Craig Mokhiber on moving the world for Palestinian rights

Protesters in Paris, France, demand an immediate ceasefire in Gaza on 17 December 2023.

Anne Paq ActiveStills

The US wielding its veto at the Security Council to prolong the genocide in Gaza for a third time last week will be remembered as one of the most shameful moments in the world body’s history.

“It’s outrageous,” former senior United Nations official and human rights lawyer Craig Mokhiber said during The Electronic Intifada livestream last week. Watch the full interview with Mokhiber below:

Mokhiber added that “thousands more have died each time” the US has obstructed a resolution demanding an end to Israel’s relentless airstrikes, field executions, destruction of civilian infrastructure and the engineered famine among other war crimes in Gaza.

More than 25,000 Palestinians have been killed in Gaza since 18 October, the first time that the US used its veto to block a call for a humanitarian pause to hostilities.

Tuesday’s veto “will undoubtedly cause even greater suffering,” the Lemkin Institute for Genocide Prevention states, “particularly if nothing is done to prevent an Israeli ground incursion into the last refuge for the Palestinians of Gaza.”

More than a million Palestinians are now concentrated in Rafah, along Gaza’s southern border with Egypt, after Israel issued evacuation orders across wide swathes of the territory and forcibly transferred civilians from one area to another.

Israel’s war cabinet is threatening a major ground offensive in Rafah, which even the Biden administration, fully complicit in the Gaza genocide, warns would be “a disaster” at the same time that it transfers more weapons for the slaughter.

Worst may be yet to come

Media reports on and satellite imagery showing major works on the Egyptian side of Rafah are heightening fears that escalated Israeli attacks in that area – where most of the inadequate aid that gets into Gaza is transferred – would result in yet another mass expulsion of Palestinians from their homeland.

Mokhiber said that the scale and pace of the Egyptian construction indicates that it may not be merely part of a contingency plan if such a mass expulsion occurs.

While Cairo publicly opposes the removal of Palestinians, “one can only imagine the pressure that’s being brought to bear on the Egyptian regime to collaborate in the ethnic cleansing of Gaza.”

Mokhiber said that Western powers, “embarrassed and politically compromised by Israel’s absolute lack of any limitations whatsoever in its genocidal assault,” are also applying diplomatic pressure on Israel, which may have delayed an even worse escalation in Rafah than the ongoing massacres.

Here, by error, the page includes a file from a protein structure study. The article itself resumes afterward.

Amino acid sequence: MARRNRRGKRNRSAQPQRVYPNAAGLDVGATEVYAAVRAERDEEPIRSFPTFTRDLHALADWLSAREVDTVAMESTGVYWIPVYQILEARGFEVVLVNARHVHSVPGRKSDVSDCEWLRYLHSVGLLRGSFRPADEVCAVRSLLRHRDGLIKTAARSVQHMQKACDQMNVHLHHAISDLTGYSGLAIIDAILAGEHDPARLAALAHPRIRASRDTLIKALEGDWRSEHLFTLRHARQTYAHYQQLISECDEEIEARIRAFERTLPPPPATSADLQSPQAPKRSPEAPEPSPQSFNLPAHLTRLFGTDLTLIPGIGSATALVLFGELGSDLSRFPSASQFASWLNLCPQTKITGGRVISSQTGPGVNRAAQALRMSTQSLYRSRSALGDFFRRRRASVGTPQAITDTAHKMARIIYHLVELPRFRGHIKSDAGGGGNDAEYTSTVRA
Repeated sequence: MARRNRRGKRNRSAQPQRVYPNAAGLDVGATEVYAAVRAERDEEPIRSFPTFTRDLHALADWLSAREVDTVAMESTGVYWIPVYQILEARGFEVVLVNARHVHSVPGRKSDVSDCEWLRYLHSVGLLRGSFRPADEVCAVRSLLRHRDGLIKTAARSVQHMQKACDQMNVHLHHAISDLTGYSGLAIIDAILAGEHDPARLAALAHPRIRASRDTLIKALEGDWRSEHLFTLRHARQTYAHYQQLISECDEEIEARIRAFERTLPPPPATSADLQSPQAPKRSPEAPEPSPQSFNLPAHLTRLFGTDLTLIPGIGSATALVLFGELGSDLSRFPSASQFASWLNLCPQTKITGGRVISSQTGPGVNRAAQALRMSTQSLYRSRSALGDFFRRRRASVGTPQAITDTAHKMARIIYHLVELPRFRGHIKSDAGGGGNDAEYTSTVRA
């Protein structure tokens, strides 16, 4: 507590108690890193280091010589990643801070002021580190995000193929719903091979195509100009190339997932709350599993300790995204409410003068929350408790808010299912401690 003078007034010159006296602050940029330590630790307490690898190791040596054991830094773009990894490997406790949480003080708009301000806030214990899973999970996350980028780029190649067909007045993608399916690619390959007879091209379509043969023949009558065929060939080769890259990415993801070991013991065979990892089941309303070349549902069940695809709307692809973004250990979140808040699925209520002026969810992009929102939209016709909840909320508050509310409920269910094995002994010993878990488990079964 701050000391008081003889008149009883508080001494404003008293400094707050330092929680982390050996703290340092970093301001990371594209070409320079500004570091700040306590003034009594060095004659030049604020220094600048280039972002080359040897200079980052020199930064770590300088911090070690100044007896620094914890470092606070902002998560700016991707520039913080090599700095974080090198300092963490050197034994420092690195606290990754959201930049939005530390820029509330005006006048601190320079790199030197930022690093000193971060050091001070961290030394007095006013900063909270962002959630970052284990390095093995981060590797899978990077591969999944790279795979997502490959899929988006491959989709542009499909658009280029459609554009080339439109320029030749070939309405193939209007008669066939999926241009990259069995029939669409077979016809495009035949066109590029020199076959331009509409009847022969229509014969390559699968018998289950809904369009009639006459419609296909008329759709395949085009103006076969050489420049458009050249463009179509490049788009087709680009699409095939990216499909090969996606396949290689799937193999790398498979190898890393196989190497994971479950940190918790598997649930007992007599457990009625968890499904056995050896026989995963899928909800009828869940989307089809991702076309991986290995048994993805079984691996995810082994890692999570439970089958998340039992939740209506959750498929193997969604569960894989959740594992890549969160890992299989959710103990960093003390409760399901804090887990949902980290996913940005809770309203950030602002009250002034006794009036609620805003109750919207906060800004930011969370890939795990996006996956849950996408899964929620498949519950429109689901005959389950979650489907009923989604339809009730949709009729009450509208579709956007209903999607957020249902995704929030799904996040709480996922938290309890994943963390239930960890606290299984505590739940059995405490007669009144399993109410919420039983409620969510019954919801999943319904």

But those efforts might not be enough to hold Israel back, and the worst may be yet to come.

For Israel, finishing the job in Gaza “means either killing everybody or killing enough people and making the conditions as unbearable as possible so that those survivors who do remain will force their way across the border,” Mokhiber said.

“And I think that all signs are that they’re going to go through with it.”

Meanwhile, in a further act of complicity in the genocide, Israel’s allies have dealt what may be a death blow to UNRWA, the UN agency for Palestine refugees, by freezing funding following unverified allegations that a handful of its Gaza staff were involved in the 7 October raid led by Hamas.

Philippe Lazzarini, the head of UNRWA, told the UN General Assembly last week that “the agency has reached a breaking point” and its ability to fulfill its mandate and provide government-like services to millions of stateless Palestinians is “now seriously threatened.”

Why does Israel want to see the end of UNRWA, its demise a prominent feature of Prime Minister Benjamin Netanyahu’s “day after” plan?

“Because UNRWA stands in the way of their ethnonationalist plan for Gaza and the West Bank as well,” according to Mokhiber.

That Western states jumped to cut off funding after Israel “essentially gave an order” to do so should make the citizens of those countries very worried about the functioning of their own governments, he added.

Challenging Israel impunity

Israel’s impunity – and the complicity of its powerful allies – is being challenged in unprecedented and potentially irreversible ways, similar to how South Africa was made an international pariah in the last years of apartheid rule in that country.

Israel has ignored the International Court of Justice’s provisional measures ordering it to halt all genocidal acts. Meanwhile, the chief prosecutor of the International Criminal Court, a separate tribunal, has failed to prevent the genocide in Gaza.

But the genocide complaint brought by South Africa at the International Court of Justice has already prompted states and companies to cut ties with Israeli arms manufacturers and cancel arms export licenses to Israel.

And while the court lacks an enforcement mechanism, the General Assembly could eventually impose material consequences, Mokhiber said. These could include removing Israel from international organizations, calling for the nonrecognition of Israeli passports and imposing economic and political sanctions.